South African petrochemicals firm Sasol Ltd said on Monday that a second unit at its U.S. ethane cracker project came online last week. The company's Lake Charles Chemicals Project , which will convert ...
Moody's Investors Service ("Moody's") has today affirmed Sasol Limited's ("Sasol") Baa3 long-term issuer rating and the Baa3 senior unsecured ratings of Sasol Financing International Limited and Sasol Financing USA LLC. Sasol's national scale long-term issuer rating has been downgraded to Aa1.za from Aaa.za. Moody's has also affirmed both Sasol's short-term issuer rating of P-3 and its national scale short-term issuer rating of P-1.za.
3M Co. (MMM), Mizuho Financial Group Inc. (MFG), Sasol Ltd. (SSL), and Halliburton Co. (HAL) have declined to their three-year lows. The prices of 3M Co. (MMM) shares have declined to $166.09 on May 24, which is only 1.3% above the 3-year low of $163.85. 3M Co. is an American international conglomerate corporation with operations in the fields of industry, worker safety, health care, and consumer goods.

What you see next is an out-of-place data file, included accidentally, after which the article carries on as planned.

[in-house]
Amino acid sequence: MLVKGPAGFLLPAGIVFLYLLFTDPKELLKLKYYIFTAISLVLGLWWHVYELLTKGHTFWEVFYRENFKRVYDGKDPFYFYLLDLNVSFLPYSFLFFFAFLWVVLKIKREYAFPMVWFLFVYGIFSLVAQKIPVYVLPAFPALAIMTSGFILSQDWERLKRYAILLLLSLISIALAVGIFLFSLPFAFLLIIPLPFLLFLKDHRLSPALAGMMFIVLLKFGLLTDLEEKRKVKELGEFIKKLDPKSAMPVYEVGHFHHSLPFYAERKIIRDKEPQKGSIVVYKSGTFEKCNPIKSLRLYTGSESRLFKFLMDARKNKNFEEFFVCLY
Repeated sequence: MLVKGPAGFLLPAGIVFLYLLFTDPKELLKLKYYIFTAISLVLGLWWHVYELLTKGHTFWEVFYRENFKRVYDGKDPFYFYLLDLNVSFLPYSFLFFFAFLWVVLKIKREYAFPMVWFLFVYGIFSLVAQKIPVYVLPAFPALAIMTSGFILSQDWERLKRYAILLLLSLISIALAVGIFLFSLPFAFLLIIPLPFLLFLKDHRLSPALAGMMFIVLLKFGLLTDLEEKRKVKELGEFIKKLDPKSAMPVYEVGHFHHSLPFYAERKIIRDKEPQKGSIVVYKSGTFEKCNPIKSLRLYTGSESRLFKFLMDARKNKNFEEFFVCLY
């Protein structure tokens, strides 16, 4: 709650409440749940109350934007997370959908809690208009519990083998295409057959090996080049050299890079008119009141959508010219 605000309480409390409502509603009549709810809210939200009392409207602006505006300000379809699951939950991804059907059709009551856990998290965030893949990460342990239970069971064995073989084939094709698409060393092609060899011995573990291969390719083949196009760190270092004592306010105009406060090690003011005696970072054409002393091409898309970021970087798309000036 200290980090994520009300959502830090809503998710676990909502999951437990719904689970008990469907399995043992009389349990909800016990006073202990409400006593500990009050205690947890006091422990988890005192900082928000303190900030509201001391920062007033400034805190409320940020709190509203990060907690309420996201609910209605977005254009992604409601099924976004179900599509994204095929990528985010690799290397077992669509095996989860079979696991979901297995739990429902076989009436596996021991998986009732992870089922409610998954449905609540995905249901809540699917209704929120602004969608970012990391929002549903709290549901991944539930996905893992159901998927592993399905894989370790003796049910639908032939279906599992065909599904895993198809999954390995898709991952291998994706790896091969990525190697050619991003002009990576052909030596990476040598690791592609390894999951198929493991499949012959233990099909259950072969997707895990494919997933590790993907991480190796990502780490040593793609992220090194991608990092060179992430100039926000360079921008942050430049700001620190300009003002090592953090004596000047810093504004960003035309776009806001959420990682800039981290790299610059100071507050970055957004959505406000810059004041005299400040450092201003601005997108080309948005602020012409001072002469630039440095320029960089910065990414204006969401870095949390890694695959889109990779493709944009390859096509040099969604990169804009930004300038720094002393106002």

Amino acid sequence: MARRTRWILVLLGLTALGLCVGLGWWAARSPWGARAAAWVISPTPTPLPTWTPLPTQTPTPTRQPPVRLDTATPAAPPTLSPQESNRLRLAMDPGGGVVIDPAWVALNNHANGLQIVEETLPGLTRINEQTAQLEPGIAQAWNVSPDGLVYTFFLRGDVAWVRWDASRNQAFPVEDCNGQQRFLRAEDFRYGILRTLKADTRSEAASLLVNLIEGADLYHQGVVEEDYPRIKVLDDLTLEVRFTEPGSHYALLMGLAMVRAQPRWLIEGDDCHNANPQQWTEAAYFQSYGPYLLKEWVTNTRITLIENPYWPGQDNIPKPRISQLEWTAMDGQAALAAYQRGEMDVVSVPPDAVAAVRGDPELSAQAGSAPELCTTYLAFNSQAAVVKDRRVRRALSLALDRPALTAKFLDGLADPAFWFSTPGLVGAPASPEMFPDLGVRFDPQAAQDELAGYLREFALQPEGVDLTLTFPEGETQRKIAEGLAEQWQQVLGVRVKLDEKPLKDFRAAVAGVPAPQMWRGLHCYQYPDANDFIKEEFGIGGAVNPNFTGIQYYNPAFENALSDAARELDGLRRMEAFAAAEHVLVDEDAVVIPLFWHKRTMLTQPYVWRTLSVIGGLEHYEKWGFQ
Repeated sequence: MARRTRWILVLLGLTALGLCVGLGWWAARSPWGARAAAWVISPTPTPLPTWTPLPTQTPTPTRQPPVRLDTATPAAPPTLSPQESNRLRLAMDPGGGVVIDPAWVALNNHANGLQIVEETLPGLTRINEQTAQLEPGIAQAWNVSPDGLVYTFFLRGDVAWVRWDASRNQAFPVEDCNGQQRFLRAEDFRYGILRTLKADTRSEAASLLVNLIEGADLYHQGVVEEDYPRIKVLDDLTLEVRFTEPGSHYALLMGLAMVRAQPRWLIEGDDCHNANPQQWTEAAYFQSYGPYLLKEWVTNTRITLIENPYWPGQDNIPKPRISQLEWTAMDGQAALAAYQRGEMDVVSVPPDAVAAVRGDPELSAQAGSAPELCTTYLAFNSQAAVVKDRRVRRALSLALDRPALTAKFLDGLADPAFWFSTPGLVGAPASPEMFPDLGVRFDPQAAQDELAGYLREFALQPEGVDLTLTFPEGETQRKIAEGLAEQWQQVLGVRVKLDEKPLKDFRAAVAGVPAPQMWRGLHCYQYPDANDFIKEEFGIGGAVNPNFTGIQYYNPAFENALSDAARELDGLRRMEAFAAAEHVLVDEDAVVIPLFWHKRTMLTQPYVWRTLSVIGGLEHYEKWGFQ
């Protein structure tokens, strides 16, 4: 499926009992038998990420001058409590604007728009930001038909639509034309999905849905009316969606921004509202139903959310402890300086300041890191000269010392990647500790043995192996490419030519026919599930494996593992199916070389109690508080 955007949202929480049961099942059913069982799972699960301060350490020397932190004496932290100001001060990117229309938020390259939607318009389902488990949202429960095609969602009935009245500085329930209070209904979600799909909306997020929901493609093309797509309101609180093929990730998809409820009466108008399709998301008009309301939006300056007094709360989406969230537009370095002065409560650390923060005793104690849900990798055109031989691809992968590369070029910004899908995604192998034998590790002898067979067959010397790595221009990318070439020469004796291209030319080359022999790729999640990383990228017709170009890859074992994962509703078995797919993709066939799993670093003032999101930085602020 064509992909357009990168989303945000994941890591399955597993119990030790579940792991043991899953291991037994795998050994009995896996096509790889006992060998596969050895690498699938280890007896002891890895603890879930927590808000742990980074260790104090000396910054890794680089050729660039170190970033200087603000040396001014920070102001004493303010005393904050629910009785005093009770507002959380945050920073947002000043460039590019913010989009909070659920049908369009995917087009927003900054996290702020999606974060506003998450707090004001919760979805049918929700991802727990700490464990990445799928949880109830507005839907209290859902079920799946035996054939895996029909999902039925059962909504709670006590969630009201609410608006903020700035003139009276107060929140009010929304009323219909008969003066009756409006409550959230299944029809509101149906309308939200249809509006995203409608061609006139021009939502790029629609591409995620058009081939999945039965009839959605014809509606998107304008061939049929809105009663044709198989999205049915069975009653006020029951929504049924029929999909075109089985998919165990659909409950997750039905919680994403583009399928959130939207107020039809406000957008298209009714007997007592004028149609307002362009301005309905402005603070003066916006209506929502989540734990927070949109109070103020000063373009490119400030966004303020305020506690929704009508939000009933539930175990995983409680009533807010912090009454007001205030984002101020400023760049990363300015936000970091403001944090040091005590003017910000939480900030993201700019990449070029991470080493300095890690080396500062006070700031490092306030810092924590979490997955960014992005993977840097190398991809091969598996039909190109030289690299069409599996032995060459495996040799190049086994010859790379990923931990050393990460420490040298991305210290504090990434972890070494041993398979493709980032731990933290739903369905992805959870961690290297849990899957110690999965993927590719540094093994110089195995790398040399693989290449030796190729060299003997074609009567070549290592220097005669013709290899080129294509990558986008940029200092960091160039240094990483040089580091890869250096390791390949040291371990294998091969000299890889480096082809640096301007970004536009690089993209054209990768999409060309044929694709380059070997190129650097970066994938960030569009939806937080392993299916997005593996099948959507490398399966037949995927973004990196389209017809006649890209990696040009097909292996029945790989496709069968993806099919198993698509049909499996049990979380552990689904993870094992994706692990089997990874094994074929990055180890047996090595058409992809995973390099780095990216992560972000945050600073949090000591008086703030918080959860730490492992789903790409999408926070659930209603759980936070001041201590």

Sasol has raised the expected cost of its U.S. ethane cracker project by around $1 billion following a review by the project's new management, the South African petrochemical firm said on Wednesday. The cost estimate for the Lake Charles plant has been raised to a range of $12.6-12.9 billion, which includes a contingency of $300 million, Sasol said in a stock exchange announcement. Sasol said a review of the project's costs and schedule identified concerns relating to its forecasting process and an increase in the projected total cost.